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You cannot use a thermometer to measure power. While they are somewhat related, power and temperature are not directly convertible. It would be like trying to measure volume with a pressure gauge.

The closest device that can convert power/energy to temperature is a calorimeter setup, but calorimeters are not suited for very low powers, especially the DIY variety.
 
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I know most agree it doesn't work perfect but I was using a thermocouple setup in front of black grip tape(had stone and black carbon) only to compare lasers.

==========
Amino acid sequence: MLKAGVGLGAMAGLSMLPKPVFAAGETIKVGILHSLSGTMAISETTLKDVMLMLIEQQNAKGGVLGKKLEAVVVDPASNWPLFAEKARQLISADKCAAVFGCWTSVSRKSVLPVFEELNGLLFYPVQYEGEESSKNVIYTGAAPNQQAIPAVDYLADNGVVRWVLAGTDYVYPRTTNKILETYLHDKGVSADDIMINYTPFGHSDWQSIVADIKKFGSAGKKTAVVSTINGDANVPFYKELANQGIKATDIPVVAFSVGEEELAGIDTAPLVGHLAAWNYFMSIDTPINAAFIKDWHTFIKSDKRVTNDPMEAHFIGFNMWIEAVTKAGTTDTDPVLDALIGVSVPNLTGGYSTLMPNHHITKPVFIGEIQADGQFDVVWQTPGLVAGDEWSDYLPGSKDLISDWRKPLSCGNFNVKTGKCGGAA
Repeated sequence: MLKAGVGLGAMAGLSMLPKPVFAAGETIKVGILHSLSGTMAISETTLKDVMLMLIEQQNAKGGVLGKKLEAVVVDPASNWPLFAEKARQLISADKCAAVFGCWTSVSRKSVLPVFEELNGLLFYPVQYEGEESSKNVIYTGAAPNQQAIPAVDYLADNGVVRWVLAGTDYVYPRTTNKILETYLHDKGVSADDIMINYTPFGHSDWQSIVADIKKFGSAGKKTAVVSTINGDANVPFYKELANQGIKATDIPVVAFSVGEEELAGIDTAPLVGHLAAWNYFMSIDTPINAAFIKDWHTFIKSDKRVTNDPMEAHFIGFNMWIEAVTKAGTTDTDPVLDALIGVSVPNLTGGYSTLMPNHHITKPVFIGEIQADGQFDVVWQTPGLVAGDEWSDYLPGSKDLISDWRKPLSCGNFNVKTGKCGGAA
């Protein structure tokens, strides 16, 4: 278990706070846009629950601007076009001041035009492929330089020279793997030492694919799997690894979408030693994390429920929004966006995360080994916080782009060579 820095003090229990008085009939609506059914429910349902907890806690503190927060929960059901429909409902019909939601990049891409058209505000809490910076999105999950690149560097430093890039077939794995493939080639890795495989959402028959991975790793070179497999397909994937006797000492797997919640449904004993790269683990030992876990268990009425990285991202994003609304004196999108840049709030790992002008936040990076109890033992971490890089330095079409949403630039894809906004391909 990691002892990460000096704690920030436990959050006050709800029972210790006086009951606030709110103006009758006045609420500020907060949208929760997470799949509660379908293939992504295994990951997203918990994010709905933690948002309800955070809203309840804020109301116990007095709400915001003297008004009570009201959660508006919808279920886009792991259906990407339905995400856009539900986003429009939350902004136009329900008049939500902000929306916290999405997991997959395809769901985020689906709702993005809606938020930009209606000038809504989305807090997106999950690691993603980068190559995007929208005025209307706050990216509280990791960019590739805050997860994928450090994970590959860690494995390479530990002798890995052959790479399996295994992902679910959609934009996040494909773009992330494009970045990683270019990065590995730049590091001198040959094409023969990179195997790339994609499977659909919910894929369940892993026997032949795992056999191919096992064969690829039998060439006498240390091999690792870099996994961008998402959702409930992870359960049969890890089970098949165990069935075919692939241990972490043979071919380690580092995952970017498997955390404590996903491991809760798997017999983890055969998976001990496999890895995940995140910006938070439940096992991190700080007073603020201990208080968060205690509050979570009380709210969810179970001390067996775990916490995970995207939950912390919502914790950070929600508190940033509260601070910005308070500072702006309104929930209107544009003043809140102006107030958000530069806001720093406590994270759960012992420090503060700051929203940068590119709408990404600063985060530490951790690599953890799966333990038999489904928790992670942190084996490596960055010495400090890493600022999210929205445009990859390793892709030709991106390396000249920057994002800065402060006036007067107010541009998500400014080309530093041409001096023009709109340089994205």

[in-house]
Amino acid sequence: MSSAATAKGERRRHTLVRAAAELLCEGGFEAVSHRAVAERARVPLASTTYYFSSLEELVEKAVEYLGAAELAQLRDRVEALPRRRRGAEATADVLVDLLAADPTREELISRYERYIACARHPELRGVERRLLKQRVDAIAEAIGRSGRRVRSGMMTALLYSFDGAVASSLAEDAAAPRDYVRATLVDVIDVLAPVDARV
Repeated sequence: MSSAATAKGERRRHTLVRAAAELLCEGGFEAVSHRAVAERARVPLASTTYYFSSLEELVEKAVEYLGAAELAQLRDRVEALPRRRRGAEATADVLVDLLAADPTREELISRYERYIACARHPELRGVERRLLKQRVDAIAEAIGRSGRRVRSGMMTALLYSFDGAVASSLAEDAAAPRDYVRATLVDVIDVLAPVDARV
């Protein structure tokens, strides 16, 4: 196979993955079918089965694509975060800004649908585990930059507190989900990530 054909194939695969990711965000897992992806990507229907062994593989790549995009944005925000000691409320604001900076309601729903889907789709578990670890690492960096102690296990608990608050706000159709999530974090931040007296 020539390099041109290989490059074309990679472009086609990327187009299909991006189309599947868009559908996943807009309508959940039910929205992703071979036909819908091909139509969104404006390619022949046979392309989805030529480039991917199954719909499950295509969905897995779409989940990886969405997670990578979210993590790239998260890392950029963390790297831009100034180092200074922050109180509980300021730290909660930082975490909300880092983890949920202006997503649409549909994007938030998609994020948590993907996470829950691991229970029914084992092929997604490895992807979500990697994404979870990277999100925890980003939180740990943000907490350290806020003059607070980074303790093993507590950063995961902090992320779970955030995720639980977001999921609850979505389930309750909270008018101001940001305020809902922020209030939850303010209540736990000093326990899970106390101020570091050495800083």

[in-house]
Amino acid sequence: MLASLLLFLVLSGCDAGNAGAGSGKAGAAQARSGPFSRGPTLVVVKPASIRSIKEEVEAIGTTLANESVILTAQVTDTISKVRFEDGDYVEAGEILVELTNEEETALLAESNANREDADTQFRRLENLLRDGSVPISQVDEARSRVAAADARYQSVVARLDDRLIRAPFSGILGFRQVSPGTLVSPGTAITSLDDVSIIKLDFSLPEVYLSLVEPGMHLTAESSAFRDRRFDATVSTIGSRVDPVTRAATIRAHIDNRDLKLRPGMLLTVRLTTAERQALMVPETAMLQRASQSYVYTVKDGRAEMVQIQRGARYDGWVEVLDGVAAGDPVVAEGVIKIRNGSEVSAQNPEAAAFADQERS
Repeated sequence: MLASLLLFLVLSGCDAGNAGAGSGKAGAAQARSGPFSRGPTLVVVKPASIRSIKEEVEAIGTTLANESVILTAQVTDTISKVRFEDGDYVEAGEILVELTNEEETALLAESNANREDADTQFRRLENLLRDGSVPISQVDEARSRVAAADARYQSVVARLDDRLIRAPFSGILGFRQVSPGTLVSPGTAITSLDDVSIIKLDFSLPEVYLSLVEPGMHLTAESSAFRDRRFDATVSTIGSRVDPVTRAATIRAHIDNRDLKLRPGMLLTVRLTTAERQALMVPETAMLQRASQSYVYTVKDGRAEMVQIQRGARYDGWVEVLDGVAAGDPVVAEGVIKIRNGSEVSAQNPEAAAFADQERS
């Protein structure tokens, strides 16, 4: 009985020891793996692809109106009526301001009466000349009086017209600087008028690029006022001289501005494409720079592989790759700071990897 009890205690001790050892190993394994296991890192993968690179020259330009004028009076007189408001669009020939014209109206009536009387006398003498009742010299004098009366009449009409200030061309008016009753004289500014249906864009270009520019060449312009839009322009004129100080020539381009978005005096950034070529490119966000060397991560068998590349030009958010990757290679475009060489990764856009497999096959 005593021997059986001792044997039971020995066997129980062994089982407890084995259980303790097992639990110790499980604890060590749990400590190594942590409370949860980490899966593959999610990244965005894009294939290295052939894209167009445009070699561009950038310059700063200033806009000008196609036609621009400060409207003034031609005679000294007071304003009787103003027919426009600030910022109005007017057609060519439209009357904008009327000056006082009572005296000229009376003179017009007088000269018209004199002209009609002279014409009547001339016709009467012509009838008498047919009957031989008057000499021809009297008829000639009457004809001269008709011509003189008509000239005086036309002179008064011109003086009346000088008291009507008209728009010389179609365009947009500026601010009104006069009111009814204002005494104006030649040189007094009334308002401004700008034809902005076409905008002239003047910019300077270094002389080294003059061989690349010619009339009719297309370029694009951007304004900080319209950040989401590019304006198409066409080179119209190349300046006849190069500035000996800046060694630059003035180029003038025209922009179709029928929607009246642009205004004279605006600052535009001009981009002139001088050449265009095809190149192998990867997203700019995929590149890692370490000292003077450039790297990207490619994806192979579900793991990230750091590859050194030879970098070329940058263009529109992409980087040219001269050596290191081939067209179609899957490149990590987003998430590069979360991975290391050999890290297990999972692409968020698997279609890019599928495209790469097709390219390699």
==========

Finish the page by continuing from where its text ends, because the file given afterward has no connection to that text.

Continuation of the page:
I was using altering the method posted on LPF of using an IR temp gun reading ambient temp, then the temp of laser focused to the T/C junction.. subtract ambient and multiply the temperature rise by 3.3mw.

Obviously not perfect, but it was good for comparing my 2w builds to each other to ensure consistency between them and no bad diodes.

You can buy TEC or a single TC online to use for this, it's cheap but it's really reliable or accurate. I will be able to compare this method to the Hyperion Argum.. and the Ophir head I'm buying next very soon.
 

diachi

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TEC is the way to do it if you're going DIY ... still need something to calibrate it with though - otherwise the best you can do is compare relative powers, no absolute powers.